Super Tuesday: 5 things we learned

Here's where the GOP stand after another ten states choose their Republican candidate.

Earlier this week, the former First Lady Barbara Bush called the 2012 Republican race "the worst campaign I've ever seen in my life". Today's New York Times leading article agrees, noting that even with last night's Super Tuesday results counted, the dirty race continues to drag on:

Republican voters will have to go on for some time choosing between a candidate, Mitt Romney, who stands for nothing except country-club capitalism, and a candidate, Rick Santorum, so blinkered by his ideology that it's hard to imagine him considering any alternative ideas or listening to any dissenting voice.

So where does this long drawn-out process for the GOP to nominate a presidential candidate for November stand? Here's five things to take from last night and note in the coming weeks:

1) Mitt continues to struggle in the South

The frontrunner Romney lost South Carolina to Gingrich in January, and yesterday Newt took his home state of Georgia, while Santorum won Tennessee. Romney has a sizeable lead in the delegate count, but has not yet won over southern voters. It's not enough that these conservative Americans backed John McCain in 2008: Romney needs to make gains off his own personality and politics.

2) Evangelical votes could yet boost Rick

Santorum's success with conservative evangelical voters could help him make up some ground over the next week. Three of the four states holding primaries or caucuses in the coming week -- Kansas, Alabama and Mississippi -- hold 130 delegate votes between them and are of this demographic. It's now almost a certainty there won't be a Republican nominee until June.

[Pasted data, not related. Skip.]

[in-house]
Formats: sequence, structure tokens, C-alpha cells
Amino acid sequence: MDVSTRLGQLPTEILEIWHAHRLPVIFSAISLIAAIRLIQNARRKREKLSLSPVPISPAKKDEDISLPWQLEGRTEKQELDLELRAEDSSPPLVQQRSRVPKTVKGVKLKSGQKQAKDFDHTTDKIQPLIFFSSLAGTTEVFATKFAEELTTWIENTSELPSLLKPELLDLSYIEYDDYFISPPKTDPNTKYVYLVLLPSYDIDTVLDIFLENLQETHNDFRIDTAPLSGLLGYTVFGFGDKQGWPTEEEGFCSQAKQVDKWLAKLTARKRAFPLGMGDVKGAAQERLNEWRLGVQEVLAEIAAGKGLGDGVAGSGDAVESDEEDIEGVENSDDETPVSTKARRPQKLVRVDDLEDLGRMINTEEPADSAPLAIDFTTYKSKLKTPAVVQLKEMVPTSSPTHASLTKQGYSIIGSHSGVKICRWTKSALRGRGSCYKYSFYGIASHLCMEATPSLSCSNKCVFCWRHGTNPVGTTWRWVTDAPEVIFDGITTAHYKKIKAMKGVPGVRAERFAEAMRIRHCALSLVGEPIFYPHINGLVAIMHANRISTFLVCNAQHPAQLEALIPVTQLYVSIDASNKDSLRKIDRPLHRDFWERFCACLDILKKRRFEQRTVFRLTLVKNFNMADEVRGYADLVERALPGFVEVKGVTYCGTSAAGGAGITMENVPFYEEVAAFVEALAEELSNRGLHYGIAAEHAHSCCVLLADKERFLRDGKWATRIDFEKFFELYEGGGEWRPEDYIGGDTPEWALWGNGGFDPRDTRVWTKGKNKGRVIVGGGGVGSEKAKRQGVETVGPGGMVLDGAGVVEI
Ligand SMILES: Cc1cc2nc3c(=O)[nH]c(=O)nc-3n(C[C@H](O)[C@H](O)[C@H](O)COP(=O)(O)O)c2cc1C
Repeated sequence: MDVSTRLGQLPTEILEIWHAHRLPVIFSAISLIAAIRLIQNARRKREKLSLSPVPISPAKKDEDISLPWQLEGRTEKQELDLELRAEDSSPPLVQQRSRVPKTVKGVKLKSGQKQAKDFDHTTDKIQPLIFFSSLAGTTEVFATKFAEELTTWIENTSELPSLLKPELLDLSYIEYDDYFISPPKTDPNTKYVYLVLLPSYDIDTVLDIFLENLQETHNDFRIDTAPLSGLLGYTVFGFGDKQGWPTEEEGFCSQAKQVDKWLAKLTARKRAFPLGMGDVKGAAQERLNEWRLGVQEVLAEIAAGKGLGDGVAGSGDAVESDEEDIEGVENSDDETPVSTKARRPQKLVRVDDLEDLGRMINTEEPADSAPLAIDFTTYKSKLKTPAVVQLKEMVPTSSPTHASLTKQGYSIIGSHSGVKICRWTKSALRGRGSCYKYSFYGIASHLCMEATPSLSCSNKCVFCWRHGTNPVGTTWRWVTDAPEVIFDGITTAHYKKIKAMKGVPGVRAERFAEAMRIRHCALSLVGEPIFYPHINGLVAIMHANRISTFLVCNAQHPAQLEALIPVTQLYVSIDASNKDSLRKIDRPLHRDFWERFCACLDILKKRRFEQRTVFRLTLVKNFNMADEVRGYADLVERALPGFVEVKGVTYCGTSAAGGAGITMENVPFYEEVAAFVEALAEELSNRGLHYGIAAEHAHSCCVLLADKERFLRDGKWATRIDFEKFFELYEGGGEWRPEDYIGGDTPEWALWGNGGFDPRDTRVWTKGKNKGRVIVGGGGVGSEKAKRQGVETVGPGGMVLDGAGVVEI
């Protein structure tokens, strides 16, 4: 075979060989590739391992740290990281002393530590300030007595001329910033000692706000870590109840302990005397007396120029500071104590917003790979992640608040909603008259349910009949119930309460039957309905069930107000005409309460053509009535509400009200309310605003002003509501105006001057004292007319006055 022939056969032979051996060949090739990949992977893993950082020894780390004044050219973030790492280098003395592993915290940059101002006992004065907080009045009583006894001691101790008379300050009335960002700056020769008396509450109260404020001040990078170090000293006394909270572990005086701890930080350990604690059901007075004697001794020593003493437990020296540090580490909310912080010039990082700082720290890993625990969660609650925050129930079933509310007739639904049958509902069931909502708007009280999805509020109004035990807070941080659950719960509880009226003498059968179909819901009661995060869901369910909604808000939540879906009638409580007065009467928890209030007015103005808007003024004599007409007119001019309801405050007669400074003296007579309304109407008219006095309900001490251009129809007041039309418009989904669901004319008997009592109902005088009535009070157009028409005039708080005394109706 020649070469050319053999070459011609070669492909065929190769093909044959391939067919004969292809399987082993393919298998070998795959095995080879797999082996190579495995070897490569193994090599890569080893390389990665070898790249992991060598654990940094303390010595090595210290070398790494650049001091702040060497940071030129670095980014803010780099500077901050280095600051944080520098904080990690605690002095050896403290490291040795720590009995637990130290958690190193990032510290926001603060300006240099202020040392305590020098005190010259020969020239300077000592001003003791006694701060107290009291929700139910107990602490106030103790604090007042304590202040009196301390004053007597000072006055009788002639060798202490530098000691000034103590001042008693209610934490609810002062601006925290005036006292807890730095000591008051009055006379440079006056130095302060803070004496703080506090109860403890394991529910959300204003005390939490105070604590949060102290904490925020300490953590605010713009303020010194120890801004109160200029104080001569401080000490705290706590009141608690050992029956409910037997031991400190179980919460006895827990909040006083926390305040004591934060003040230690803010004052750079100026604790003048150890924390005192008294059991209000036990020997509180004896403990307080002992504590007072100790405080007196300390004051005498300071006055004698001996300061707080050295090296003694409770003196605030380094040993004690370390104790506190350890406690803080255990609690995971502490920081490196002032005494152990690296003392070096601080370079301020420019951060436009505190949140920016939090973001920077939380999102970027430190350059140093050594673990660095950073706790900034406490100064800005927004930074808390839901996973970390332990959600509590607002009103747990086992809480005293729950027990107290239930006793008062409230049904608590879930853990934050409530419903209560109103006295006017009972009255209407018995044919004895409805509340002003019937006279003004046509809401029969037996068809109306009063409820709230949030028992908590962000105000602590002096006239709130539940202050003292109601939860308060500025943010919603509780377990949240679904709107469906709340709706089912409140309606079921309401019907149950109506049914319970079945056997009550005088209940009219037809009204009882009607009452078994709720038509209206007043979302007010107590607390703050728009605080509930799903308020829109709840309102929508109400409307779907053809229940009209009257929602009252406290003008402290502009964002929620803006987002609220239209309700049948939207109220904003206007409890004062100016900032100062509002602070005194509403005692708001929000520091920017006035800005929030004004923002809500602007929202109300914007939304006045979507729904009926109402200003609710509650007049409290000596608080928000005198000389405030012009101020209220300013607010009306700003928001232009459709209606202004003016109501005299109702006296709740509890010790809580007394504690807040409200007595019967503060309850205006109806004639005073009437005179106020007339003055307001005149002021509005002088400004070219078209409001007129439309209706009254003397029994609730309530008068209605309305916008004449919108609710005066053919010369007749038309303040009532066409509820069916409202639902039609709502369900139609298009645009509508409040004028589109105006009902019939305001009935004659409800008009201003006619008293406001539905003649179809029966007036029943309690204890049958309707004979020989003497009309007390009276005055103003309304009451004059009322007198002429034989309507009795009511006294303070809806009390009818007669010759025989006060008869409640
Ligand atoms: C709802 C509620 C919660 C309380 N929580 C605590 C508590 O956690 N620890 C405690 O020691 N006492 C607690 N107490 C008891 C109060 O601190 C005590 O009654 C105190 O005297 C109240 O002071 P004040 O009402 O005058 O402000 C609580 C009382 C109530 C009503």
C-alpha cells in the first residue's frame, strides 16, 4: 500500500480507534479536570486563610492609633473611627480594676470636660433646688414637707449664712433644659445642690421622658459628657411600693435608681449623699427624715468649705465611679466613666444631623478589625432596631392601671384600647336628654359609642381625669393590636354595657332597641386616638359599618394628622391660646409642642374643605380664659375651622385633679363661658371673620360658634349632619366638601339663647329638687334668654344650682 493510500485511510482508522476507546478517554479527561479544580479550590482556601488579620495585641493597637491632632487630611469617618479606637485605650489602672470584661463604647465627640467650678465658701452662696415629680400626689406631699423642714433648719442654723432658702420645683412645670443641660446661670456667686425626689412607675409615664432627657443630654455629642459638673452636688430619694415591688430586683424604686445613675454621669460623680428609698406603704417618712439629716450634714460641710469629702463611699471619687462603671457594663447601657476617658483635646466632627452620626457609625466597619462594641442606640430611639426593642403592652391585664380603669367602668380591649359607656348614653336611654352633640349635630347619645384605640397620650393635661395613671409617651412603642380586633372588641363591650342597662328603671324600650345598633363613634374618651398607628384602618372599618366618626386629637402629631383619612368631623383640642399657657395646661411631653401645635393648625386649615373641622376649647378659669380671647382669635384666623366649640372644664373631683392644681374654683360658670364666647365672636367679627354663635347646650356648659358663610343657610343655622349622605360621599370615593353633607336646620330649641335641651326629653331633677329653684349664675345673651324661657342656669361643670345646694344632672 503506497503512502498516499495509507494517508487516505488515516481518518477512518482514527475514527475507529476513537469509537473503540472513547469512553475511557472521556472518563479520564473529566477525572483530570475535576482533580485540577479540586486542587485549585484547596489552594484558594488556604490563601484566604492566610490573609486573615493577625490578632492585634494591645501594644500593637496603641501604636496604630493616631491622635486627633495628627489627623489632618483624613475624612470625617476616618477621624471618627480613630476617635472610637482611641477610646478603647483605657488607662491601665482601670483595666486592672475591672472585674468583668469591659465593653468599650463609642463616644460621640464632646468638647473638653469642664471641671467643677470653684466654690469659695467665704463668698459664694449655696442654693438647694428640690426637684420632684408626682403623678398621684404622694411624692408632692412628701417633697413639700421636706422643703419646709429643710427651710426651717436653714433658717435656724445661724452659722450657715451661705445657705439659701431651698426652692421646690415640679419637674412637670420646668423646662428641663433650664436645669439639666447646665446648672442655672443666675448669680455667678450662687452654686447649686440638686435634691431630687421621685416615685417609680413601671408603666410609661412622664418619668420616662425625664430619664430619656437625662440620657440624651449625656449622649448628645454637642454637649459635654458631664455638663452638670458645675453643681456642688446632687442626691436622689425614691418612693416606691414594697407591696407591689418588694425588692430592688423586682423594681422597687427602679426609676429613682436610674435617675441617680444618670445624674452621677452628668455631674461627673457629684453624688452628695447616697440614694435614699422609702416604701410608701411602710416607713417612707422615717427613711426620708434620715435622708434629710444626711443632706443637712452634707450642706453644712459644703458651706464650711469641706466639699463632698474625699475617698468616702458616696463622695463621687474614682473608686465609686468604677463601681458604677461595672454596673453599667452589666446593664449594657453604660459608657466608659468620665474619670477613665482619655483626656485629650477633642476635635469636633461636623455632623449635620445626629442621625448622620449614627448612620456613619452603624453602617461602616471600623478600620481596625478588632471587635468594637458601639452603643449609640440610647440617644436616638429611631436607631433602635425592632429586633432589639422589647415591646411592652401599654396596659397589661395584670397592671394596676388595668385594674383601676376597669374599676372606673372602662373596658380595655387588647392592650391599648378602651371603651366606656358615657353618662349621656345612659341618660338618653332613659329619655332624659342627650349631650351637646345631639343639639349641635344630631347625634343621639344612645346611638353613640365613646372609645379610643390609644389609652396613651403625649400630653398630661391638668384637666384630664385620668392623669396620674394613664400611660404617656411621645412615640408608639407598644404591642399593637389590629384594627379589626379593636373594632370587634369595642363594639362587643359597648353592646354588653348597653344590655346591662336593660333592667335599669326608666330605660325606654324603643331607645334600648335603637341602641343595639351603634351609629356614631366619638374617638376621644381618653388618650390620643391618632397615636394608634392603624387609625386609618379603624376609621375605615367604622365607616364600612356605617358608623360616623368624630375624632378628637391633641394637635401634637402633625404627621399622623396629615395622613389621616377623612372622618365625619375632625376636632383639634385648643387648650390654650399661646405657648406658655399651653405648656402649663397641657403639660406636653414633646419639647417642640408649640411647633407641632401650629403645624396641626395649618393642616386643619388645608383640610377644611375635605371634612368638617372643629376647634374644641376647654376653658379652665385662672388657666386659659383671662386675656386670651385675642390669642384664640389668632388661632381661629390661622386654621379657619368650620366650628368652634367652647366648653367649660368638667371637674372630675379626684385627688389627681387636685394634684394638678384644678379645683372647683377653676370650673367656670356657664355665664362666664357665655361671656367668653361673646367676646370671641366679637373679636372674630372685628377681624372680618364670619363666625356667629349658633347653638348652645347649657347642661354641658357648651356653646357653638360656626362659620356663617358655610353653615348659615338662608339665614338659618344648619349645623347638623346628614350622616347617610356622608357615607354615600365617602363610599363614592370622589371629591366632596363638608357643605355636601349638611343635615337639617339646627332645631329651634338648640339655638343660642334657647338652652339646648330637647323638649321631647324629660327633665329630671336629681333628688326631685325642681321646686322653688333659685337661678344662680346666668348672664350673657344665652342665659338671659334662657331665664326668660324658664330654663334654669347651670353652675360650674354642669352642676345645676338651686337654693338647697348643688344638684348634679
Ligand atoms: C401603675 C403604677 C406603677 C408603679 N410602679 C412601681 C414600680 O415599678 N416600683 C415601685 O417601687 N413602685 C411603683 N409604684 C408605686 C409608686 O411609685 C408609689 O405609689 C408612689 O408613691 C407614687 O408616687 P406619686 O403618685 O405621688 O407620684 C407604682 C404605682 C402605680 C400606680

3) Ron Paul keeps things interesting

Despite having yet to win a contest, Ron Paul continues to receive enough votes to keep things interesting. He finished in second place -- ahead of Romney -- in North Dakota, second in Vermont and in half the contests received more votes than Newt Gingrich. Should Paul leave the race soon, his not-insignificant fan base will be migrating towards another candidate, which could play out in various ways.

4) Was Ohio Mitt's coup?

This swing-state come November was an absolutely critical win for Romney. Had Santorum taken that state, he would have received an enormous momentum boost. Yet Romney's success comes with warnings: exit polls show he continues to struggle with working-class voters, evangelicals and those described as "very conservative". And with the Romney campaign spending four times that of Santorum's, a 15,000 vote margin is only barely good enough.

(As an aside, four years ago Hillary Clinton won the Ohio primary, only to go on to lose the nomination to Barack Obama who took the state in the Presidential election.)

5) GOP flailings are great for the President

Unsurprisingly (see Bush, above), the GOP race is doing little to soften the party around the edges. As I reported yesterday, the reduced turnout of voters in the primaries shows a clear gap of enthusiasm for the Republican party amongst their own people. Now new polling by Pew shows that the dirty battle between candidates is directly helping their rivals: Democrats, turned off by Romney &co. and rallying behind the president. As the New York Times writes: